Florida Gov. Ron DeSantis vowed to fight new federal government rules that will require employees of companies with 100 or more workers to be fully vaccinated against COVID-19 by Jan. 4 or get tested for the virus weekly.
Speaking at a news conference in Jacksonville Thursday, DeSantis said Florida will contest the rules "immediately," calling them unconstitutional. At a Thursday afternoon news conference in Tallahassee, DeSantis said the state would be filing a lawsuit against the rule.
MORE ON VACCINE MANDATES
"Florida will be responding, and I think the rule's going down, I just don't think that there's an adequate basis for it, and I think you've even seen people on their side acknowledge that they don't have firm constitutional footing for this," DeSantis said.
The Occupational Safety and Health Administration said companies that fail to comply could face penalties of nearly $14,000 per violation.
The new requirements, which were first previewed by President Joe Biden in September, will apply to about 84 million workers at medium and large businesses, although it is not clear how many of those employees are unvaccinated.
DeSantis said the notion that the regulations are an emergency don't add up based on the timeline.
"They're saying this is an imminent danger, it's gotta be an emergency rule, these people have been working this whole time, they've been working for a year and a half. They announced that they were gonna do this in September, it took them six weeks to write the rule and it doesn't go into effect until January?" DeSantis said. "They're abusing emergency power to be able to do what they would not be able to get through the Congress and do in a constitutional way."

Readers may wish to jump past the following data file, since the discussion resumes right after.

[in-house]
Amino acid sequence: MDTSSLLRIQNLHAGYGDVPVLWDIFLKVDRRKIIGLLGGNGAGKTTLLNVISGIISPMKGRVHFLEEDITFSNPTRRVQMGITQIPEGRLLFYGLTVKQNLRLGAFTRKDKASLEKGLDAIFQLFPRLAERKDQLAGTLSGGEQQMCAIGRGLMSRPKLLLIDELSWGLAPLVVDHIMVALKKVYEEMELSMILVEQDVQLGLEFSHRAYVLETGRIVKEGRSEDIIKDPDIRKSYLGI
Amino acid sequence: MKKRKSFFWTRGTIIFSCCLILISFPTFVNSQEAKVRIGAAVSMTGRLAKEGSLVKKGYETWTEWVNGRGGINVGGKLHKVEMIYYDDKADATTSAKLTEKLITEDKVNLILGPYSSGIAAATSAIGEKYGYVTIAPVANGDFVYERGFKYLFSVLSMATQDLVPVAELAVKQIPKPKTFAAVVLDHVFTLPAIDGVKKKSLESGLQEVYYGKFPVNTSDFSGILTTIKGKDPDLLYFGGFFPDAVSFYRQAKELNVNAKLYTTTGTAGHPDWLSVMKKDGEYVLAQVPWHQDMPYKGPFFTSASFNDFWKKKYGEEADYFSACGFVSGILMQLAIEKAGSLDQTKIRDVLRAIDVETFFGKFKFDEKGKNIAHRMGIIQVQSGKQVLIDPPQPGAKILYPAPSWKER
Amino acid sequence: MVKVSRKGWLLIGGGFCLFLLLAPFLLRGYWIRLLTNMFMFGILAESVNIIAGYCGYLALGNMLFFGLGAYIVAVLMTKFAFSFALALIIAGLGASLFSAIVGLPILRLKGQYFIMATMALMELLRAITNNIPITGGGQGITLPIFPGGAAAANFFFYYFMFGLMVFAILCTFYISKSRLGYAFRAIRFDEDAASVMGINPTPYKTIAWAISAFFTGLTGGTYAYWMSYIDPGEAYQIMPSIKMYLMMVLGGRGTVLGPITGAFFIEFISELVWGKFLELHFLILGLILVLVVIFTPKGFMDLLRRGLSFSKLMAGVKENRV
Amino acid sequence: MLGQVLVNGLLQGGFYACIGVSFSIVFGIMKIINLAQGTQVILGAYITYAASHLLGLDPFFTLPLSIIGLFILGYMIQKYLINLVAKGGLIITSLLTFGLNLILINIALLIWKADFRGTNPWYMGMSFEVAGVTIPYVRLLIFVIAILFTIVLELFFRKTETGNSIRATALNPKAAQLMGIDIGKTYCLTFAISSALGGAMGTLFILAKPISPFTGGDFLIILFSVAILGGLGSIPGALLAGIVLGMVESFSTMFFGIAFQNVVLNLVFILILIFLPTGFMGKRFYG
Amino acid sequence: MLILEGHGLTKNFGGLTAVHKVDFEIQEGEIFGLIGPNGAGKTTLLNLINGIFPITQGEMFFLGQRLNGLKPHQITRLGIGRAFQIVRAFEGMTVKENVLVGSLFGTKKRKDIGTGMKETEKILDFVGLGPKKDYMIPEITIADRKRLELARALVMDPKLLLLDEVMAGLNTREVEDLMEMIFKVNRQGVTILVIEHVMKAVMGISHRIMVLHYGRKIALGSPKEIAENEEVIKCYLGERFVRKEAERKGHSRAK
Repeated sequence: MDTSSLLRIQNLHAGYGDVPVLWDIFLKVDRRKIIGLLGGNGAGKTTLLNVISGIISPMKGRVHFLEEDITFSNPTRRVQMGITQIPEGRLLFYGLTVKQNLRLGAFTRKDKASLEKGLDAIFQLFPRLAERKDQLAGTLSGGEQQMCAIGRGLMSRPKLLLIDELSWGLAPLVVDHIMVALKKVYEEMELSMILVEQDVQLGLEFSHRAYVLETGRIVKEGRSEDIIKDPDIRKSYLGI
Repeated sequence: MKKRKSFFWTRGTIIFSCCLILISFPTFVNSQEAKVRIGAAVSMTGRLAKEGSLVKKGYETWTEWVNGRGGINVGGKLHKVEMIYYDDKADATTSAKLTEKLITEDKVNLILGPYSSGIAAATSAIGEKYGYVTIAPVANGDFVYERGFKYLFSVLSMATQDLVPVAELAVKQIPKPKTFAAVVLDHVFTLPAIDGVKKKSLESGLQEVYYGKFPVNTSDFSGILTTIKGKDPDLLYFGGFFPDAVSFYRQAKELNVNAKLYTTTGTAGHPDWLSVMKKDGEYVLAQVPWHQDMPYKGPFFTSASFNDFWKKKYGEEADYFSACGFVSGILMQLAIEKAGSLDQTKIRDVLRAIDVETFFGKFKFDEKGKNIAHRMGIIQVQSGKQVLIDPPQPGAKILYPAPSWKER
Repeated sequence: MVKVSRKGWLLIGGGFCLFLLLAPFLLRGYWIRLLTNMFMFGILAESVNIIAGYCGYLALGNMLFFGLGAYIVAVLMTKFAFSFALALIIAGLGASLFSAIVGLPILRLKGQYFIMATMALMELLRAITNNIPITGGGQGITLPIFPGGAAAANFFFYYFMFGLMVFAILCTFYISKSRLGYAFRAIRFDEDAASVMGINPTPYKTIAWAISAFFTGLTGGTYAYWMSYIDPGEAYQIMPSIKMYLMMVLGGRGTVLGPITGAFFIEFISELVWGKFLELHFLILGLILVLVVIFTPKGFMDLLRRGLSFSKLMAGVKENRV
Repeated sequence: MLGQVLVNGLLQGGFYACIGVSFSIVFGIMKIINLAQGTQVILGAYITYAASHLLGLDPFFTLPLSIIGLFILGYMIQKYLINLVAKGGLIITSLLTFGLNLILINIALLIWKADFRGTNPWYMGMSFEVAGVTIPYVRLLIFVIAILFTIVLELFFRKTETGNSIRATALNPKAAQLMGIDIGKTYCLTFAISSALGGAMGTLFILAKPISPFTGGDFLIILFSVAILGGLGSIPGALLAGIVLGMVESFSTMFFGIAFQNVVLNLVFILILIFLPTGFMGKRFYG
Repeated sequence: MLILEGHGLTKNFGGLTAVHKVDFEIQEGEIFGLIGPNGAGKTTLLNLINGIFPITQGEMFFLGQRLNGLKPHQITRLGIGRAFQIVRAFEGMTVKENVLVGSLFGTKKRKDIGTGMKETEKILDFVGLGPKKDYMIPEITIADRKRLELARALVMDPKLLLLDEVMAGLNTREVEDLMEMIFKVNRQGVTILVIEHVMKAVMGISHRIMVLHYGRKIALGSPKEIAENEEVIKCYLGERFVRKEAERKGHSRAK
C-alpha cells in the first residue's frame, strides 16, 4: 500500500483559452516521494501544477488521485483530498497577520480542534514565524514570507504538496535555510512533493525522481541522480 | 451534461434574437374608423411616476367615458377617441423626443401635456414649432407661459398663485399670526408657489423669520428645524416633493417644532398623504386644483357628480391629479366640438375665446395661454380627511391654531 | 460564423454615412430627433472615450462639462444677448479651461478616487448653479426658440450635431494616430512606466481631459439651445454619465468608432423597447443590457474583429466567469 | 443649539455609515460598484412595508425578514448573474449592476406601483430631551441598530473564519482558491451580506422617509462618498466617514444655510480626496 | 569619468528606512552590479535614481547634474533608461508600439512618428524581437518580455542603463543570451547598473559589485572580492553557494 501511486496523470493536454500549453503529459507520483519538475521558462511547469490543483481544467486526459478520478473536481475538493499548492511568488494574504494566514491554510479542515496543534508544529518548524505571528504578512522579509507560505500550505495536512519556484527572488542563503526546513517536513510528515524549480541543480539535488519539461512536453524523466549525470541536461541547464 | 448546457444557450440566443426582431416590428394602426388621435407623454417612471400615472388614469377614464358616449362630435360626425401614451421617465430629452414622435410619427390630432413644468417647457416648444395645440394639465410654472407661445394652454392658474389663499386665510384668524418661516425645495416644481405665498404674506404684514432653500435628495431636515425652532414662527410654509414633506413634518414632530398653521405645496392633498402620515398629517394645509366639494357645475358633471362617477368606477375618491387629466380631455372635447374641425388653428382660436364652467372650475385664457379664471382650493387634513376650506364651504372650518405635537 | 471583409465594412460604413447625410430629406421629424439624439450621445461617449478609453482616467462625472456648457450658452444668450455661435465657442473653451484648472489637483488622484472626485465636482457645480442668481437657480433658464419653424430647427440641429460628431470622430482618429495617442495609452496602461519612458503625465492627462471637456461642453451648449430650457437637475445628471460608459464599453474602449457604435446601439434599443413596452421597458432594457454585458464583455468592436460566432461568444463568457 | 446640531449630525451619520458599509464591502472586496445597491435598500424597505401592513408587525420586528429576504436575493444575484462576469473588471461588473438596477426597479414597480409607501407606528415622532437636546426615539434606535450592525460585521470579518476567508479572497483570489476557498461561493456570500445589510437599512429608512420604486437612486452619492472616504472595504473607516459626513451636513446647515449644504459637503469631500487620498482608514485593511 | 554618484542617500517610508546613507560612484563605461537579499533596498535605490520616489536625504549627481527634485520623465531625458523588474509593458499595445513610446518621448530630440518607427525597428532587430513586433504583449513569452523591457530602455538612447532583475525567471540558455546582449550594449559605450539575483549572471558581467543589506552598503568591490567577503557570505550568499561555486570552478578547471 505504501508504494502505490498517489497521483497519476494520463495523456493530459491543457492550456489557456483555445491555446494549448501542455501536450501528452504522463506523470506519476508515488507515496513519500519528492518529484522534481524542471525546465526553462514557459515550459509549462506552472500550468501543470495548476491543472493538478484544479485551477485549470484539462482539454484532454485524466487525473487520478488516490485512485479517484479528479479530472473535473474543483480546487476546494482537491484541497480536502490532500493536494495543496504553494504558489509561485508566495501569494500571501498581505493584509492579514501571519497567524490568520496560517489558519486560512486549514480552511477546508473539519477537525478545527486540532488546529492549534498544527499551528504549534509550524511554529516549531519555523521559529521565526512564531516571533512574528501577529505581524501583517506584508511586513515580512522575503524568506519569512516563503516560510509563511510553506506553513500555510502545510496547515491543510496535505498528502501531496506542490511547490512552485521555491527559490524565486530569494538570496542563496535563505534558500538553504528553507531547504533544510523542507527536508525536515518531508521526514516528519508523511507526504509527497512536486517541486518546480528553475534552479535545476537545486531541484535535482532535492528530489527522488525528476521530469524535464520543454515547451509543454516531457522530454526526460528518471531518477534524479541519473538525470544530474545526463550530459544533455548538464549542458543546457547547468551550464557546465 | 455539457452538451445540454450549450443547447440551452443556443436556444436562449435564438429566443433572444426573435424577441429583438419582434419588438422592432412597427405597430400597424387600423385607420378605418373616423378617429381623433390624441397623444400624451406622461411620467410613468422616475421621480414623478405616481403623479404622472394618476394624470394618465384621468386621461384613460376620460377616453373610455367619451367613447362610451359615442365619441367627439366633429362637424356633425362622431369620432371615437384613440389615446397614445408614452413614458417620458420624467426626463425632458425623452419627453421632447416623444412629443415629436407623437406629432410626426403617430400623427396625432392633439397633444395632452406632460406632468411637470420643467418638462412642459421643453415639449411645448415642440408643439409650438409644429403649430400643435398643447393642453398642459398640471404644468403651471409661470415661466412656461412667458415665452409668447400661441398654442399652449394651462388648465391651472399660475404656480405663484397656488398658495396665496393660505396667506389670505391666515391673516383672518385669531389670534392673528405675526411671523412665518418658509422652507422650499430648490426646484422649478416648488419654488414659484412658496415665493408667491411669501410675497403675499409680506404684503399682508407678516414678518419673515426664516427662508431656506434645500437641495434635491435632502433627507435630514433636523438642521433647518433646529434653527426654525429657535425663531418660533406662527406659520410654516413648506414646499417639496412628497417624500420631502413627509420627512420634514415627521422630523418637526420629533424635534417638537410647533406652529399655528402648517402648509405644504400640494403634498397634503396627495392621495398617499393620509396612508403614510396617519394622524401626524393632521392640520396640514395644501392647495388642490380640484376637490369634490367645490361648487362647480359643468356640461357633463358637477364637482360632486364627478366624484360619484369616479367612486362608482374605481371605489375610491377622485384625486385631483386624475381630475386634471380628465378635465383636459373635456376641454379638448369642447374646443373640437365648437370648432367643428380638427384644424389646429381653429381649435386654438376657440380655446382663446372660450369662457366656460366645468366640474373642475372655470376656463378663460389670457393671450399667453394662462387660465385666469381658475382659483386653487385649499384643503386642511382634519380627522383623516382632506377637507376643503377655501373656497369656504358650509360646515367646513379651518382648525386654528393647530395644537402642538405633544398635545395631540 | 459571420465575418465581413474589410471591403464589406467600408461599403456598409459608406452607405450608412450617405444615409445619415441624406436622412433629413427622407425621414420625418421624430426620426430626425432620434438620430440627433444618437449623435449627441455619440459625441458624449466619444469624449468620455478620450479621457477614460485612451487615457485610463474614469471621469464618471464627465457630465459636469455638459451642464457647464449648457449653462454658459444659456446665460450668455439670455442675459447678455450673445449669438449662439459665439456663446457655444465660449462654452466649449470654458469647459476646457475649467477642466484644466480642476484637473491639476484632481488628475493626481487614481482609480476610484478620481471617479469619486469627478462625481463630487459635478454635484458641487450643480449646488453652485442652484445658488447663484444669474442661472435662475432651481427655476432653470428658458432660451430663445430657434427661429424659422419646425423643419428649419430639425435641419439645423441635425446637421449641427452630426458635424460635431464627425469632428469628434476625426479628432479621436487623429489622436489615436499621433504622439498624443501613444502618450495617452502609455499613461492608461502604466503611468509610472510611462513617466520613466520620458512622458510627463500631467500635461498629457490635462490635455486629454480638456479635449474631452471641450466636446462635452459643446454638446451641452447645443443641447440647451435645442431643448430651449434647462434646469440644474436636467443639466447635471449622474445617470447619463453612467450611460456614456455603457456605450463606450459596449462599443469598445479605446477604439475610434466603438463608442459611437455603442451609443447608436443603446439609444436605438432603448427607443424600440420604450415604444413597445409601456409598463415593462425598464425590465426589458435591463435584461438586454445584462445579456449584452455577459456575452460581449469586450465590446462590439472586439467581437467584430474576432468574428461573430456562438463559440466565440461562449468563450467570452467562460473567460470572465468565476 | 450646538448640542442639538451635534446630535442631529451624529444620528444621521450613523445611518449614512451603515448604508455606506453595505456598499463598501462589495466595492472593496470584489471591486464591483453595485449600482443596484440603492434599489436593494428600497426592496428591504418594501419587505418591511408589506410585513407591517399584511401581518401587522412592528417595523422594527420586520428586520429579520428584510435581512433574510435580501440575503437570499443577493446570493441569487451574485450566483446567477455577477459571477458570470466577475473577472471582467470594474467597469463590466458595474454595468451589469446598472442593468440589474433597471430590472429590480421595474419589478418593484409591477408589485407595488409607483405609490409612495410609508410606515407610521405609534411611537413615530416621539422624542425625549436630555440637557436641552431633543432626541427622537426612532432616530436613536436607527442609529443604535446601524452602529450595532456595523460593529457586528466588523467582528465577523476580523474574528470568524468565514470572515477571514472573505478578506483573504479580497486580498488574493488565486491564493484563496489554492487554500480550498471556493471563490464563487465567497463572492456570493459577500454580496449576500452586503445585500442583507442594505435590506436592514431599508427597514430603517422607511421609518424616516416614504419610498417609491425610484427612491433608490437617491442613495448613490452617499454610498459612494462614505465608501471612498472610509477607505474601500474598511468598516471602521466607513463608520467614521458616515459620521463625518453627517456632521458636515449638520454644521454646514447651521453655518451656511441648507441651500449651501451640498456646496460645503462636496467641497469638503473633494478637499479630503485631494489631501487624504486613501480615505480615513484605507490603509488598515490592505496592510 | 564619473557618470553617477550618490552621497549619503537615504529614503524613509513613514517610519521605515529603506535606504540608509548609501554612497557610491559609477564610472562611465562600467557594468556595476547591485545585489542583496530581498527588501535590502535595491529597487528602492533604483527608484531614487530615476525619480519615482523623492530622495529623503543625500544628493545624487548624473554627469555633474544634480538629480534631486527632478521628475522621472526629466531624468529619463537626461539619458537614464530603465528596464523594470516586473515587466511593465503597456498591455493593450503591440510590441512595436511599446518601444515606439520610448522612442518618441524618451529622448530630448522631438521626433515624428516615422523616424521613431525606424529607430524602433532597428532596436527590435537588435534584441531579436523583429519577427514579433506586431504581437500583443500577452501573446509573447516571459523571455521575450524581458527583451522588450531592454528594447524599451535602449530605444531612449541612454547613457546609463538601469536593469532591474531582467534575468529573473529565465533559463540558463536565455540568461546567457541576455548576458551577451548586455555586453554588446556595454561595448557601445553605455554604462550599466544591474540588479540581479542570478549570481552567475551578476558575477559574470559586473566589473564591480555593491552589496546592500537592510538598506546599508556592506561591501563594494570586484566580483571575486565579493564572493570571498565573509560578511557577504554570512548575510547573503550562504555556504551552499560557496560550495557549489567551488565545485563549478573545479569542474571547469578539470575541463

The OSHA regulations will force the companies to require that unvaccinated workers test negative for COVID-19 at least once a week and wear a mask while in the workplace. It was unclear how OSHA planned to enforce the rules.
DeSantis said the new rules will also have an impact on jobs.
"People should not be in a situation where they're faced with the jab or their jobs, people have been working, we don't want to kick people out of jobs," DeSantis said. "At what point does the federal government have the limit to their power if they can just go ahead and impose this on the entire private economy through an executive fiat? That's not the way our constitutional system is set up."
Biden, meanwhile, framed the issue as a simple choice between getting more people vaccinated or prolonging the pandemic.
“While I would have much preferred that requirements not become necessary, too many people remain unvaccinated for us to get out of this pandemic for good,” he said Thursday in a statement.
The fight over the OSHA rules are just the latest in a back-and-forth between Florida's Republican governor and the White House over coronavirus regulations.
Last week, Florida was one of many states that sued to stop Biden’s narrower mandate that employees of federal contractors be vaccinated. That requirement was scheduled to take effect Dec. 8, but the administration said Thursday it will be delayed until Jan. 4 to match the requirements on other large employers and health care providers.
Florida also recently approved measures to dock the salaries of school board members in districts that defy the governor's ban on mask mandates in classrooms and withhold funding to the districts if they receive federal grants intended to blunt the state penalties. The U.S. Department of Education sent a letter to Florida warning that it would move to stop the state from reducing funding to districts that receive the grant.
Florida's ban on school mask mandates has drawn legal challenges but has remained in effect.
DeSantis is calling state lawmakers to the Capitol later this month to pass legislation to combat vaccine mandates enacted by private businesses.
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